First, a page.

• Cancerof the larynx isamalignant tumor in andaround thelarynx (voicebox).
• Squamouscentercarcinomaisthe mostcommonform of cancerof thelarynx(95%).
• Cancerof the larynxoccursmorefrequently in menthanin women,andit’s mostcommon
inpeoplebetweentheages of 50to 70yearsof age.
Risk factors & Causes
• Tobacco and alcohol use
• HPV Infection
• Poor Nutrition
• Occupational exposure
• Male Gender
• Age > 65 year
• Race – African Americans
Partial Laryngectomy -Aportion of the larynx isremoved, along with onevocalcord
Supraglotic Laryngectomy - hyoid bone, glottis and falsecordsareremoved.
Hemilaryngectomy - thethyroidcartilageof thelarynxissplit in the midline of the
neck,andthe portion of the vocal cord is removed
Total Laryngectomy - the laryngeal structures are removed,includingthehyoidbone,
epiglottis,cricoid cartilage,andtwo orthreeringsof thetrachea.
Post - Op Care:
• Trachestomy tube care
• Nasogastrictube feeding
The goal of radiation therapy is to eradicate the cancer and preserve the function
Complications from radiation therapy are acute mucositis, ulceration of the mucous
membranes,Pain, Xerostomia, lossof taste, dysplasia,Fatigue, skin reactions
Later complications may include laryngial necrosis,edemaandfibrosis.
To do this, take air in your mouth; trap it in throat, and then let it back out. It is like
what happens when burp. As the air goes out mouth, it makes the upper parts of
esophagus vibrate. esophagus is the tube that goes from mouth to stomach. This
type of speech requires a lot of practice.
Artificial Larynx can use an electronic device that vibrates when turned on. put the
device against neck or put a small tube in mouth. Many people use this type of
device first. need to practice speaking clearly so others understand. voice will sound
• This is a long-term way to talk after a laryngectomy.
• It is often done during the surgery but can happen later.
• The surgeon makes a hole between airway and esophagus.
• A small valve goes into this hole. breathe air in from the hole in neck and cover
the hole up.
• The air goes through the valve into the esophagus. The esophagus vibrates, and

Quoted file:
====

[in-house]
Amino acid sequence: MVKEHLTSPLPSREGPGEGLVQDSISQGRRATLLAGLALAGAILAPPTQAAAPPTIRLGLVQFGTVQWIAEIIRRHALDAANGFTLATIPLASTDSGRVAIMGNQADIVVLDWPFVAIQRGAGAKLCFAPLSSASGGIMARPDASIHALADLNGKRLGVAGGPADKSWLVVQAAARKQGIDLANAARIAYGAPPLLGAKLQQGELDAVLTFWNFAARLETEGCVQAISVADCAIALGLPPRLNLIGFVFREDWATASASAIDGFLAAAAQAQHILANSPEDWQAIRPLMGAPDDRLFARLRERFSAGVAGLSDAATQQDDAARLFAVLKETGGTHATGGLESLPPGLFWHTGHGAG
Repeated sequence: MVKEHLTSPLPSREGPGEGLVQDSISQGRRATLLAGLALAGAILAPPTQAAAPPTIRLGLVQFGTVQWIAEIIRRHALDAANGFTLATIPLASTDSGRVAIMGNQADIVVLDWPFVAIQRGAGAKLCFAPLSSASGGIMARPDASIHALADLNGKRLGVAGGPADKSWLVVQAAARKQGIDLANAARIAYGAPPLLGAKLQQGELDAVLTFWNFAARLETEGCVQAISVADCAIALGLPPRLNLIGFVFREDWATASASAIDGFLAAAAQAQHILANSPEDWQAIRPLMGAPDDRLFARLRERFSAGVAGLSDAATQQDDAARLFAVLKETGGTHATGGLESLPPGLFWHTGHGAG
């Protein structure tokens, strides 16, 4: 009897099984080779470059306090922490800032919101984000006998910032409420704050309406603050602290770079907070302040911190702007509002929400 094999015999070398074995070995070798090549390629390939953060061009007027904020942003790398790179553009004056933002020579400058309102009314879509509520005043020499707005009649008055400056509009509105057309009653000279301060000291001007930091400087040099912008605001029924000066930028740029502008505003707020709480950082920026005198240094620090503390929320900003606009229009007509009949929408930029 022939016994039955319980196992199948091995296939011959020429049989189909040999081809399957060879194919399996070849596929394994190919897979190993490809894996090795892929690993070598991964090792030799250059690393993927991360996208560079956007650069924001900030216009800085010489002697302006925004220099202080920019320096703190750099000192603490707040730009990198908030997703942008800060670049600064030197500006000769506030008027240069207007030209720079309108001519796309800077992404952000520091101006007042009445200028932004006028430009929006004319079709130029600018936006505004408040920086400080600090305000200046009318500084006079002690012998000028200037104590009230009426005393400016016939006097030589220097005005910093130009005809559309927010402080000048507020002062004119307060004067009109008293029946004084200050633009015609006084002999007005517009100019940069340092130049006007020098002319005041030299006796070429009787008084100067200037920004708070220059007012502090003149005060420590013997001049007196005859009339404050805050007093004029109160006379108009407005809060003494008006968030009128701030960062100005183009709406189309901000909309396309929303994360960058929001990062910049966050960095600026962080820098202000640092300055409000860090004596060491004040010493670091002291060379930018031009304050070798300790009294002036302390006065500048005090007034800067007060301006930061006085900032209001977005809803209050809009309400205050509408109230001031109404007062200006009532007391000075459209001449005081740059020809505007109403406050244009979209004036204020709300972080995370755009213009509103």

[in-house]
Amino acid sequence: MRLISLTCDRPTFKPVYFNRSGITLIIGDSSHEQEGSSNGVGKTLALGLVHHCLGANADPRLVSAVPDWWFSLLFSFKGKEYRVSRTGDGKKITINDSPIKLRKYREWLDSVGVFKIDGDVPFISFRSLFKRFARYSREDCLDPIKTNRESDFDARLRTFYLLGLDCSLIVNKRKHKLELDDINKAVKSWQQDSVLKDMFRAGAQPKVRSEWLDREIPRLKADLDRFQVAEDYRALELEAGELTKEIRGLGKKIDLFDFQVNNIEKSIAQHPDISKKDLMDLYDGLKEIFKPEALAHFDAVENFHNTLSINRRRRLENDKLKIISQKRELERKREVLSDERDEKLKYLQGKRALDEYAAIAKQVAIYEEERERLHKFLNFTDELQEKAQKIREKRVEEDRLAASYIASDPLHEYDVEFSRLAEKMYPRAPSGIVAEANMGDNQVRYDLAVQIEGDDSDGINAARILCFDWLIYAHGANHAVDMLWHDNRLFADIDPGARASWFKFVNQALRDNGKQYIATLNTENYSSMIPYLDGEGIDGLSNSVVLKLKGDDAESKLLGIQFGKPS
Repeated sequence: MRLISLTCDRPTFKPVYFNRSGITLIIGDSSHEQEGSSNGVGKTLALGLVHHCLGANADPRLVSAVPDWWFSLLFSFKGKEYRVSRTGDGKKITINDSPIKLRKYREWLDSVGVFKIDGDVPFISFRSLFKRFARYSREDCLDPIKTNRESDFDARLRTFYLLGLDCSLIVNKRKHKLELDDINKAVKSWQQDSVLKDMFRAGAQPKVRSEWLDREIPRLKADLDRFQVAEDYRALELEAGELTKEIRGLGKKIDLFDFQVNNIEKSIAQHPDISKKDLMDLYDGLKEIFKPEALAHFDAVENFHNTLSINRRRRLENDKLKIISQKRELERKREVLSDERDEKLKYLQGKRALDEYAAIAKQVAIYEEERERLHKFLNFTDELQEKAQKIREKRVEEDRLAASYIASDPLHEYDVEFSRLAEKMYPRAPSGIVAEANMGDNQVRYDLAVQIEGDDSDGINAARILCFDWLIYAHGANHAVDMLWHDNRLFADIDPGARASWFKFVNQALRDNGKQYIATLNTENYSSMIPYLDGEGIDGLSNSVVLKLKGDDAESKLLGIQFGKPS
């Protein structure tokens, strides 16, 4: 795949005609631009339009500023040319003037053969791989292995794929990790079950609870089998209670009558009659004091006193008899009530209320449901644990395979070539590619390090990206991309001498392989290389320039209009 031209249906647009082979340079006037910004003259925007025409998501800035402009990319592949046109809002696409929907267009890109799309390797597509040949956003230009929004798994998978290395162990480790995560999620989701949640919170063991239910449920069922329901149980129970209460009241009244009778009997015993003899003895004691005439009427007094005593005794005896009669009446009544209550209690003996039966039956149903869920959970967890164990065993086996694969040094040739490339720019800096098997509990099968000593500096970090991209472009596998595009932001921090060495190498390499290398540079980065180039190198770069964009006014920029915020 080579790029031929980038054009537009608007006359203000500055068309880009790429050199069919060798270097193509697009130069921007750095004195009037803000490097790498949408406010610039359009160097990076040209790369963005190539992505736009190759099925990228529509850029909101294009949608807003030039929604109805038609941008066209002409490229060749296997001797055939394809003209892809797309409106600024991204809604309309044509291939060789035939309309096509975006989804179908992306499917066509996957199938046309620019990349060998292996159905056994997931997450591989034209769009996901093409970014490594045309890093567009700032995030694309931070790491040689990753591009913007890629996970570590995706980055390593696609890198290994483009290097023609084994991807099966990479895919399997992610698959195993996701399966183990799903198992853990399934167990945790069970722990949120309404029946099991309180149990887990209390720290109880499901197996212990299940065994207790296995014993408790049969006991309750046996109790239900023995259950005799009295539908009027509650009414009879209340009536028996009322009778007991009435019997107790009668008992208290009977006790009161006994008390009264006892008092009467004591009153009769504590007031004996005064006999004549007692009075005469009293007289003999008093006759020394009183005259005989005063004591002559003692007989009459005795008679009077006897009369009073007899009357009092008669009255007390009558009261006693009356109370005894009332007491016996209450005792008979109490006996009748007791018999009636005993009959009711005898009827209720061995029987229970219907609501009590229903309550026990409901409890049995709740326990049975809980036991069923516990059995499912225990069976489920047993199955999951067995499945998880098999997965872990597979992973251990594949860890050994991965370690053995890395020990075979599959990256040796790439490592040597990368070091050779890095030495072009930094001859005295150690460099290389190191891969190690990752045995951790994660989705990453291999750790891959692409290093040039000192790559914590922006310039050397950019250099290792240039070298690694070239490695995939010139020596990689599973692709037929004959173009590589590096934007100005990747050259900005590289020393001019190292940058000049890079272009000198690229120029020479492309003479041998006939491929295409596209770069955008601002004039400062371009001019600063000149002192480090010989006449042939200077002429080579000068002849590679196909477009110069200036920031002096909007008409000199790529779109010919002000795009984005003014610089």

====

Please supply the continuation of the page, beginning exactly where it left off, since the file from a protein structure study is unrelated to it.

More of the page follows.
use that to make sounds through mouth
• Expect initial shock and disbelief following the diagnosis of cancer
and traumatizing procedures (disfiguring surgery, colostomy, amputation).
Few patients are fully prepared for the reality of the changes that can occur.
• Provide an open, nonjudgmental environment. Use therapeutic
communication skills of Active-Listening, acknowledgment, and so on.
Promotes and encourages realistic dialogue about feelings and concerns.
• Encourage verbalization of thoughts or concerns and accept expressions of
sadness, anger, and rejection. Acknowledge the normality of these feelings.
Patients may feel supported in the expression of feelings by the understanding that
deep and often conflicting emotions are normal and experienced by others in this
• Be aware of mood swings, hostility, and other acting-out behavior. Set limits
on inappropriate behavior, and redirect negative thinking.
Indicators of ineffective coping and need for additional interventions. Preventing
destructive actions enables patients to maintain control and a sense of self-esteem.
• Be aware of debilitating depression. Ask the patient direct questions about
the state of mind.
Studies show that many cancer patients are at high risk for suicide. They are
especially vulnerable when recently diagnosed and discharged from the hospital.
• Identify positive aspects of the situation.
The possibility of remission and slow progression of the disease and new therapies can
offer hope for the future.
• Discuss ways patients and SO can plan together for the future. Encourage the setting
of realistic goals.
Having a part in problem-solving and planning can provide a sense of control over
• Refer to visiting nurse, home health agency as needed, or hospice program, if
Provides support in meeting the physical and emotional needs of the patient and SO, and
can supplement the care family and friends are able to give.
• Visit frequently and provide physical contact as appropriate, or provide
frequent phone support as appropriate for the setting. Arrange for a care
provider and support person to stay with the patient as needed.
Helps reduce feelings of isolation and abandonment.
• Reinforce teaching regarding disease process and treatment and provide
information as appropriate about dying. Be honest; do not give false hope
while providing emotional support.
Patients and SO benefit from factual information. Individuals may ask direct
questions about death, and honest answers promote trust and provide reassurance
that correct information will be given.